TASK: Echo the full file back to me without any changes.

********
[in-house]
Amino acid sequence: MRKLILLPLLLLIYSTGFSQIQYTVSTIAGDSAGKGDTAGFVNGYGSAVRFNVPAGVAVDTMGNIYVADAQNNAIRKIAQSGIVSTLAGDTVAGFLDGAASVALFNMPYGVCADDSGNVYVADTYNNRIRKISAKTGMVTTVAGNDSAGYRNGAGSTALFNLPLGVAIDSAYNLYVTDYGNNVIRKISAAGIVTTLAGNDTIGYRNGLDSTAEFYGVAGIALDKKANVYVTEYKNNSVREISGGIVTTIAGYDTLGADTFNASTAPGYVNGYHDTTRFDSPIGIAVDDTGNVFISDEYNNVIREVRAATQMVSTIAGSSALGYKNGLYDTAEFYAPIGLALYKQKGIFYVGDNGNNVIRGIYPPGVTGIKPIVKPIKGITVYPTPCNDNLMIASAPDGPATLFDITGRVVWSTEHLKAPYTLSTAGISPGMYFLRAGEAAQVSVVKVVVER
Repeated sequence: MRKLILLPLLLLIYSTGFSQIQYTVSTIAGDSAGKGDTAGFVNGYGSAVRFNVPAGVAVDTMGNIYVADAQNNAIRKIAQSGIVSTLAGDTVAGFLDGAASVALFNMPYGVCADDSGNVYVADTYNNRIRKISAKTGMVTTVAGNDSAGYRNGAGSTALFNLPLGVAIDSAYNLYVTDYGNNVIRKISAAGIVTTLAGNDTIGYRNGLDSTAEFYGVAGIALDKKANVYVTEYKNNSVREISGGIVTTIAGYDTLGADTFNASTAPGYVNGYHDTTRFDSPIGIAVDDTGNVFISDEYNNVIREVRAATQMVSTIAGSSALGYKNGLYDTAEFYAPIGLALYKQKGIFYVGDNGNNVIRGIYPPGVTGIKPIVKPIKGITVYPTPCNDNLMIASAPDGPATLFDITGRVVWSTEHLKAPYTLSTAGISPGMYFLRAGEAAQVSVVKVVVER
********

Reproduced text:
[in-house]
Amino acid sequence: MRKLILLPLLLLIYSTGFSQIQYTVSTIAGDSAGKGDTAGFVNGYGSAVRFNVPAGVAVDTMGNIYVADAQNNAIRKIAQSGIVSTLAGDTVAGFLDGAASVALFNMPYGVCADDSGNVYVADTYNNRIRKISAKTGMVTTVAGNDSAGYRNGAGSTALFNLPLGVAIDSAYNLYVTDYGNNVIRKISAAGIVTTLAGNDTIGYRNGLDSTAEFYGVAGIALDKKANVYVTEYKNNSVREISGGIVTTIAGYDTLGADTFNASTAPGYVNGYHDTTRFDSPIGIAVDDTGNVFISDEYNNVIREVRAATQMVSTIAGSSALGYKNGLYDTAEFYAPIGLALYKQKGIFYVGDNGNNVIRGIYPPGVTGIKPIVKPIKGITVYPTPCNDNLMIASAPDGPATLFDITGRVVWSTEHLKAPYTLSTAGISPGMYFLRAGEAAQVSVVKVVVER
Repeated sequence: MRKLILLPLLLLIYSTGFSQIQYTVSTIAGDSAGKGDTAGFVNGYGSAVRFNVPAGVAVDTMGNIYVADAQNNAIRKIAQSGIVSTLAGDTVAGFLDGAASVALFNMPYGVCADDSGNVYVADTYNNRIRKISAKTGMVTTVAGNDSAGYRNGAGSTALFNLPLGVAIDSAYNLYVTDYGNNVIRKISAAGIVTTLAGNDTIGYRNGLDSTAEFYGVAGIALDKKANVYVTEYKNNSVREISGGIVTTIAGYDTLGADTFNASTAPGYVNGYHDTTRFDSPIGIAVDDTGNVFISDEYNNVIREVRAATQMVSTIAGSSALGYKNGLYDTAEFYAPIGLALYKQKGIFYVGDNGNNVIRGIYPPGVTGIKPIVKPIKGITVYPTPCNDNLMIASAPDGPATLFDITGRVVWSTEHLKAPYTLSTAGISPGMYFLRAGEAAQVSVVKVVVER